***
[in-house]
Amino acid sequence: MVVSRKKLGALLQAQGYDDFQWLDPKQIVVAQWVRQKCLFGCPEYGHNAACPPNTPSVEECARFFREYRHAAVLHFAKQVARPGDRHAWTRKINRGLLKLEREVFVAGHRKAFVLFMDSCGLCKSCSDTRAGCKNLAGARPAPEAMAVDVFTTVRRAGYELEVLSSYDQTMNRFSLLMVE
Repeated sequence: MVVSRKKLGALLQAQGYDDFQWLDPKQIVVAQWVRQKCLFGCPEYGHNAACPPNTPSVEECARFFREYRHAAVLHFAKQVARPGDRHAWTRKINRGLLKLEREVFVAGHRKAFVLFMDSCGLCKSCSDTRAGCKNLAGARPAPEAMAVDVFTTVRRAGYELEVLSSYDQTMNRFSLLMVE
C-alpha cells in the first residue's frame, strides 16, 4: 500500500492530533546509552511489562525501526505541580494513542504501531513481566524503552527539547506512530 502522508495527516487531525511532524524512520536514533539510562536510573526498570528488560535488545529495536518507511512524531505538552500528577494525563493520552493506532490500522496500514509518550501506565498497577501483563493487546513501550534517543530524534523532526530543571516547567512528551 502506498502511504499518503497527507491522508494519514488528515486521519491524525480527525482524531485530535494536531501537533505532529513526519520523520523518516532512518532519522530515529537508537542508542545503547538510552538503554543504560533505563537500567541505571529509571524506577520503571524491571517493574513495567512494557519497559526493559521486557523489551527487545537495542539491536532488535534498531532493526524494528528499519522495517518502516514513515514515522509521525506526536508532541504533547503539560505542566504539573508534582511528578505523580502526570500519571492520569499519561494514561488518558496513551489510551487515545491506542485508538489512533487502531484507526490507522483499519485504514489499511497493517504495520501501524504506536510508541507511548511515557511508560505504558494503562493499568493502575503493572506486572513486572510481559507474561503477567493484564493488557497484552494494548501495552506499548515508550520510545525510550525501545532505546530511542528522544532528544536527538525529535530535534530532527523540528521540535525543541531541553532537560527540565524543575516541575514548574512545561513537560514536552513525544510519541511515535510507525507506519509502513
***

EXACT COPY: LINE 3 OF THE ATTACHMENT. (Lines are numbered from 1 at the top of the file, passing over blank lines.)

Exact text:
Repeated sequence: MVVSRKKLGALLQAQGYDDFQWLDPKQIVVAQWVRQKCLFGCPEYGHNAACPPNTPSVEECARFFREYRHAAVLHFAKQVARPGDRHAWTRKINRGLLKLEREVFVAGHRKAFVLFMDSCGLCKSCSDTRAGCKNLAGARPAPEAMAVDVFTTVRRAGYELEVLSSYDQTMNRFSLLMVE